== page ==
Google Chrome, known for its speed, security, and user-friendly interface, remains one of the top choices for web browsers worldwide. While Fedora comes with its default web browser, many users prefer the familiarity and features that Chrome offers. In this guide, we’ll walk you through the process of installing Google Chrome on your Fedora system, allowing you to take full advantage of its capabilities.
Installing Google Chrome via Terminal
Check out the steps below to install Google Chrome in Fedora:
1. Downloading the Google Chrome RPM file. Before installing Google Chrome, we need to download its RPM package, which is specifically tailored for Fedora and other RPM-based distributions. To do this, open the terminal and enter:
sudo dnf install wget -y wget https://dl.google.com/linux/direct/google-chrome-stable_current_x86_64.rpm
‘wget’ is a utility that can download files from the web. If it isn’t already installed, the first command installs it. The second command fetches the RPM package of the latest stable version of Google Chrome.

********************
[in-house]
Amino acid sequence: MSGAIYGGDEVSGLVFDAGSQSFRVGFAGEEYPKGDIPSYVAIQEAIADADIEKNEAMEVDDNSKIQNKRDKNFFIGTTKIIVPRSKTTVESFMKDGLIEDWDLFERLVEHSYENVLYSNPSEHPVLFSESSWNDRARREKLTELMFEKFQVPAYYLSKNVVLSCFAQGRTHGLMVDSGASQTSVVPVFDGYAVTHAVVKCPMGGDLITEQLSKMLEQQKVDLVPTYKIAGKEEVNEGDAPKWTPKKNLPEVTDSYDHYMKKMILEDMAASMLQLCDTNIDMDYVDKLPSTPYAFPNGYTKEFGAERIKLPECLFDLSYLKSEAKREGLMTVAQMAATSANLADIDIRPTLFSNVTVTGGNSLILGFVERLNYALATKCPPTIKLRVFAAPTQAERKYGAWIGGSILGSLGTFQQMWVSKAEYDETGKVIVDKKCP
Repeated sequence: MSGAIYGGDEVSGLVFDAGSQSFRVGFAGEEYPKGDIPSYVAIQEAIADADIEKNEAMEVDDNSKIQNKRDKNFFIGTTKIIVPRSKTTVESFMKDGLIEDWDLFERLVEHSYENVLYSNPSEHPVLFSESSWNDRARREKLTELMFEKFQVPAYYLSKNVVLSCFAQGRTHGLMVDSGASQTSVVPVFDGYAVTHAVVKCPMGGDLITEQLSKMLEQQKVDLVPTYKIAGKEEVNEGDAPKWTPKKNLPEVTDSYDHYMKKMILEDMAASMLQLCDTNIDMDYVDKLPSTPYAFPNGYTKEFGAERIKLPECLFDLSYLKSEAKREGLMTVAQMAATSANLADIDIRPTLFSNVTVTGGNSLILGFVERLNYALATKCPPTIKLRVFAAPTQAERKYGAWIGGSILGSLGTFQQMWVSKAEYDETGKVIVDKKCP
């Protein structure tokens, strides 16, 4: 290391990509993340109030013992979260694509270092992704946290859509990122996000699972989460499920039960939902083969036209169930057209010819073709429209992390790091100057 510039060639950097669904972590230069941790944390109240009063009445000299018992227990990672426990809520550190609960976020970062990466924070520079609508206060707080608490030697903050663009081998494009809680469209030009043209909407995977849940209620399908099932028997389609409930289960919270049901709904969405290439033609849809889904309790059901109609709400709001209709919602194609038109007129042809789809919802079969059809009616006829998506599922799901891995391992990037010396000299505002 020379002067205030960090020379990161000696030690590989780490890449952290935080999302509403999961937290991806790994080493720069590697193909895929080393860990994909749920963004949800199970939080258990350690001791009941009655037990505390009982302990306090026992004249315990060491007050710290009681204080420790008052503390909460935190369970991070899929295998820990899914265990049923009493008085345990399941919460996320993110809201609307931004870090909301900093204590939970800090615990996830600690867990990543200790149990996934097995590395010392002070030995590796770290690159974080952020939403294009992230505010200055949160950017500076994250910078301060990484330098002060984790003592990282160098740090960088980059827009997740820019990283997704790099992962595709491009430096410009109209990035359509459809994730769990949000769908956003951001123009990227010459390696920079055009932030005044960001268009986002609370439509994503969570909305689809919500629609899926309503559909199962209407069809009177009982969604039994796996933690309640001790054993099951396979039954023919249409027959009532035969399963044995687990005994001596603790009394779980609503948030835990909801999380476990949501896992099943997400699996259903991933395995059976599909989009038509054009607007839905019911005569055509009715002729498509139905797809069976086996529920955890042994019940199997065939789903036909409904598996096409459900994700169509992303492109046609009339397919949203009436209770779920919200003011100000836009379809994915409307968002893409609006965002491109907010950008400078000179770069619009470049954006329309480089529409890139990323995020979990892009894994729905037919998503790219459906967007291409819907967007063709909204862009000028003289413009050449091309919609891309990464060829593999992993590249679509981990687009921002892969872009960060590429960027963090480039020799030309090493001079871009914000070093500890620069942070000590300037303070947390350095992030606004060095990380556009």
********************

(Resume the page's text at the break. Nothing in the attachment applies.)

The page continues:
2. Installing Google Chrome. After downloading, the next step is the actual installation. Execute the following command:
sudo dnf localinstall google-chrome-stable_current_x86_64.rpm -y
The ‘dnf localinstall’ command is used to install RPM packages. In this case, we’re telling ‘dnf’ to install the Google Chrome package we just downloaded.
3. Launching Google Chrome. With the installation complete, you can start Google Chrome in multiple ways. Here’s the command to run it in terminal:
This command will initiate Google Chrome’s stable version, presenting you with its familiar interface.
That’s it! You’re now installed Google Chrome in your Fedora system. While Fedora comes with Firefox as the default web browser, installing Google Chrome provides an alternative for those who are accustomed to it or have specific needs aligned with its features. Make sure to periodically check for updates to ensure you have the latest security patches and functionalities. Always remember to download and install software from official or trusted sources to safeguard against potential threats.